There was some fear within DEC that a walleye stocking program could be harmful to the trout fisheries, but the decision was made to go forward. The walleye population that developed was largely the result of efforts by well meaning and highly successful volunteers who raised fry in private ponds to a size which allowed them to survive after stocking. We won't attempt to apportion the "blame" for the subsequent declines in the brown trout and rainbow trout fisheries between walleye and lake trout, but it is abundantly clear that both are effective predators on freshly stocked brown trout and rainbow trout as well as being cannibalistic. No doubt both also contributed to putting a substantial dent in the forage base. Freshly stocked trout are also at heightened risk to predation when alternate food sources for predators (i.e., alewives) are depressed thus exacerbating the situation. Thus the high catches of lake trout and walleye seen in the early to mid-2000s were not sustainable because of the impact on the forage base and increased predation on all species of stocked trout and walleye.
While walleye are understandably a very desirable sport fish species, the loss of the fisheries for brown trout and rainbow trout were never discussed as an acceptable consequence of the walleye program. Owasco Lake is only 12 miles long, and whatever mix of species we choose to manage it for must be compatible with one and other. It is now clear that we cannot manage it for everything and lots of it. If we could, we would.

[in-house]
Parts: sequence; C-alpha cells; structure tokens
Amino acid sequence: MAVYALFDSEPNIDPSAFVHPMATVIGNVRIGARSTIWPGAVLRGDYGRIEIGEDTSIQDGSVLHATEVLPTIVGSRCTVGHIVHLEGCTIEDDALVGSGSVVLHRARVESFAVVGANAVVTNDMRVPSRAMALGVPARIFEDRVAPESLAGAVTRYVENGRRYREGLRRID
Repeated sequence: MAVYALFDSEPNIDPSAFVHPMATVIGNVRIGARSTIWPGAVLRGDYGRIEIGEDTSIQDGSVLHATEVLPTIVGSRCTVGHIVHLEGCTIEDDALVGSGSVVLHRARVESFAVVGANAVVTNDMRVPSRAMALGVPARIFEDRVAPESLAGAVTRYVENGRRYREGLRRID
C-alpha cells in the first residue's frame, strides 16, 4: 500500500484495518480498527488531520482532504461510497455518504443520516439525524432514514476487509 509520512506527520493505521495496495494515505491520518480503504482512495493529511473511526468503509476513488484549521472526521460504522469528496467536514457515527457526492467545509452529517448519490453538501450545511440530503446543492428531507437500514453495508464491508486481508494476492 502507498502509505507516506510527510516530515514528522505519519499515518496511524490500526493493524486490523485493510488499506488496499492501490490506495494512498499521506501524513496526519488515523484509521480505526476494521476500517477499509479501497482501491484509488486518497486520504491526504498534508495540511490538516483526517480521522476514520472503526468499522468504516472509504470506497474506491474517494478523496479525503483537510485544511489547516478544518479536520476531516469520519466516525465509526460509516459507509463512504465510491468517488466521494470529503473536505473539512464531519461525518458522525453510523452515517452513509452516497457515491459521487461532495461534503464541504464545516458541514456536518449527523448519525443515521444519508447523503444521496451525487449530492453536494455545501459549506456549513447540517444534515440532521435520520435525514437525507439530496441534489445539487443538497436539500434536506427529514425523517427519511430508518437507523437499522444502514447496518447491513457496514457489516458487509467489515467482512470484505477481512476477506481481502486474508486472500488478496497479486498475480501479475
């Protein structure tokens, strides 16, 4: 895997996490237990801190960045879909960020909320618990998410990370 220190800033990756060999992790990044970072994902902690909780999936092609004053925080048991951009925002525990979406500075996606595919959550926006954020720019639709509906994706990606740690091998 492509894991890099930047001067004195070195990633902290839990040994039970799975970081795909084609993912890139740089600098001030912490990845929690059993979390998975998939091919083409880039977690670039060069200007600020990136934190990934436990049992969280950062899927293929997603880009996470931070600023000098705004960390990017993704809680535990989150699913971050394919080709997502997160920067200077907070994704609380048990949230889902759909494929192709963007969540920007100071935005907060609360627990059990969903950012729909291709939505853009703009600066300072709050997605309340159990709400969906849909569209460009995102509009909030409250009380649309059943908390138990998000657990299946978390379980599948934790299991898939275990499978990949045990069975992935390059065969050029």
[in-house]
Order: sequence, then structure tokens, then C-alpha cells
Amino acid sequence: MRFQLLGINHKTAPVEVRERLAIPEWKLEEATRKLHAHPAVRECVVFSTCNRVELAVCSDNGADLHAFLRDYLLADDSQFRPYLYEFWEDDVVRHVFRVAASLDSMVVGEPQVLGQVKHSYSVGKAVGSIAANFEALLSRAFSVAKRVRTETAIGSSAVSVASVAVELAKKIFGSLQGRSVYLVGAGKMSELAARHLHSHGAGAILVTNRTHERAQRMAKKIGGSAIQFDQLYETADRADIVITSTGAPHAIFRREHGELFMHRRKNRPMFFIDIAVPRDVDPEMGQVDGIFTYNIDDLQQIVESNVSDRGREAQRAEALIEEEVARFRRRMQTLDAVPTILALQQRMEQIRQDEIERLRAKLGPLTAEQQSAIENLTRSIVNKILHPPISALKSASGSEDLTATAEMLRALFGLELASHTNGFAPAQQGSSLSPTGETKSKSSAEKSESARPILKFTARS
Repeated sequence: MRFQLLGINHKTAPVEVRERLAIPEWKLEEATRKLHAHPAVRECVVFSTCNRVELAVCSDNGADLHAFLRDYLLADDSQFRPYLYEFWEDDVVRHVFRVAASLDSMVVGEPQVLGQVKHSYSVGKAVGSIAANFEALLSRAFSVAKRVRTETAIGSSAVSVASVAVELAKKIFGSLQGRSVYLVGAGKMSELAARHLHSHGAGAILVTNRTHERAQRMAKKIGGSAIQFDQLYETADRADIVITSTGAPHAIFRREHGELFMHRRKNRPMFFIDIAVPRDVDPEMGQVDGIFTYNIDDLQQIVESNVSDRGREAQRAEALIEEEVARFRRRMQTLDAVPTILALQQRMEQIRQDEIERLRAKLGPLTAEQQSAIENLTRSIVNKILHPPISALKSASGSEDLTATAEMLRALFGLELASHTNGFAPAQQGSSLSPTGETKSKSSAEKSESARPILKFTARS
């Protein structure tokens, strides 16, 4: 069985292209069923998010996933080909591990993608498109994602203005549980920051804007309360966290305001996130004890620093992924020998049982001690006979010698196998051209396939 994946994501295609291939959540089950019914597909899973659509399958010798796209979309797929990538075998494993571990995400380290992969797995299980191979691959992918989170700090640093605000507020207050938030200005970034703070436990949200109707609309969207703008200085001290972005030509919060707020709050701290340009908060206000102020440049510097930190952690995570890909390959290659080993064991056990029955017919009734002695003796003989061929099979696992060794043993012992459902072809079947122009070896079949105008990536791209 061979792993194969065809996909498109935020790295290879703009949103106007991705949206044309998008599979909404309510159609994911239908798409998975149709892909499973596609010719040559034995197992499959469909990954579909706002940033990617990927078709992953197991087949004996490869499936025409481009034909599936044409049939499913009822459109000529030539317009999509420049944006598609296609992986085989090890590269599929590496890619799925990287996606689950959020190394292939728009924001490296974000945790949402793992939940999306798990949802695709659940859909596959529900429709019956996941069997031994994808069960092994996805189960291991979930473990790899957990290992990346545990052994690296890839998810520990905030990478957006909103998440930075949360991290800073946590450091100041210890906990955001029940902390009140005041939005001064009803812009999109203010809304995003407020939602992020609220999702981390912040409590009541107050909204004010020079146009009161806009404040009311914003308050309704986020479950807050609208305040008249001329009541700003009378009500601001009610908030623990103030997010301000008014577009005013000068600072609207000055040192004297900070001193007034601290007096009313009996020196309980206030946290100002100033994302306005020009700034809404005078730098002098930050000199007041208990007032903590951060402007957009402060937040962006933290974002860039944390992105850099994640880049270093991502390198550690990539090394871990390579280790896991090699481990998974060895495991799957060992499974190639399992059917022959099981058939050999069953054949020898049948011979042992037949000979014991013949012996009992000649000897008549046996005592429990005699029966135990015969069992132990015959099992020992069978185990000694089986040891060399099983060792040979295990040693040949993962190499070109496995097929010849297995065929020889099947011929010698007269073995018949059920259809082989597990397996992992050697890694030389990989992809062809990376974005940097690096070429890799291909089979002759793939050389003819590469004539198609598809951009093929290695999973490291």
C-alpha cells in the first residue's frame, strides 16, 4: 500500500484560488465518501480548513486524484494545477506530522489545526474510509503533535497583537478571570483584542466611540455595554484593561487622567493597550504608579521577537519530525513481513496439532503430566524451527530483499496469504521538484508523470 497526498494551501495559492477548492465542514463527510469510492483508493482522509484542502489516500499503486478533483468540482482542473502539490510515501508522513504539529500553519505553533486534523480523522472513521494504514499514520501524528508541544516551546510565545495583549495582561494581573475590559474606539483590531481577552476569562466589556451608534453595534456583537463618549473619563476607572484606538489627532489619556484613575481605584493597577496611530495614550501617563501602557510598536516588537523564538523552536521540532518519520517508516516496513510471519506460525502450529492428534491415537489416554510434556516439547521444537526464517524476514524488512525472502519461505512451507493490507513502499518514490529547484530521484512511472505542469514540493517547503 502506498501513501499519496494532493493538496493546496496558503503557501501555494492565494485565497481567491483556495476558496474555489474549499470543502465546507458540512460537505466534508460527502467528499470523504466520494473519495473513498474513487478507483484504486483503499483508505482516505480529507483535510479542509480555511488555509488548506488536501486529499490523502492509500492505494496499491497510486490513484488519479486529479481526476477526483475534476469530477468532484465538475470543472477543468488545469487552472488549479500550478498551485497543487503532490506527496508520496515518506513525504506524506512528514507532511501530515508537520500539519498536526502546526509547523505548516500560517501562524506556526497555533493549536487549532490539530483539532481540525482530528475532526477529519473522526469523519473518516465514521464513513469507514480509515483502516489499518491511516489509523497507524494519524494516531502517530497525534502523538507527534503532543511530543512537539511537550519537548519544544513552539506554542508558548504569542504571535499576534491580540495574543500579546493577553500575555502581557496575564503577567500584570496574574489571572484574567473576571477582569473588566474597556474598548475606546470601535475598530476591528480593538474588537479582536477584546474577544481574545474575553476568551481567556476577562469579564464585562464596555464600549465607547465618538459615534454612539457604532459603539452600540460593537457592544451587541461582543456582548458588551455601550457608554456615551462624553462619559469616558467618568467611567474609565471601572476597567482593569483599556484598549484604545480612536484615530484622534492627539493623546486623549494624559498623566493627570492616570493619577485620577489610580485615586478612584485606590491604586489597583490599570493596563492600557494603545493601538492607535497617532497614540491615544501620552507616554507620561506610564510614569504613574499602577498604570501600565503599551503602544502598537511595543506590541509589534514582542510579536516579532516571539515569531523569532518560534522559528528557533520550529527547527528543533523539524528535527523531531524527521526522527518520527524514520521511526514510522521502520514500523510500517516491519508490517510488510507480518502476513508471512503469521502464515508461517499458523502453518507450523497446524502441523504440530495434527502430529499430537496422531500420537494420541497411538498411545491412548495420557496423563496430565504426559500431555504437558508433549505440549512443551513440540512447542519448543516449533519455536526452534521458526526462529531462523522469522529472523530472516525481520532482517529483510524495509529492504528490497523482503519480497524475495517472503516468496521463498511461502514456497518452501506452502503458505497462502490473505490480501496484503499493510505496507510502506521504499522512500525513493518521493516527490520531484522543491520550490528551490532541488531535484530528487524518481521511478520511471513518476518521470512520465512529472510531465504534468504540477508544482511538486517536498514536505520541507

Fortunately, Owasco Lake is in an area that is richly diverse in fisheries resources. The nearby Seneca River system and Otisco Lake offer quality walleye fisheries. Look a little farther to the east and we could include Oneida Lake in the discussion. Otisco Lake cannot provide a diverse cold water fishery, making it an ideal lake for a walleye program. Owasco Lake has a history of providing a diverse cold water fishery including the opportunity to catch 15+ lb brown trout. That is very rare in inland lakes. Nearby Cayuga Lake is somewhat impaired in its trophy brown trout potential by the presence of sea lamprey. Skaneateles Lake lacks a smelt or alewife forage base and is a superb rainbow trout fishery. Attempts to develop a brown trout fishery there have resulted in poor recruitment and growth.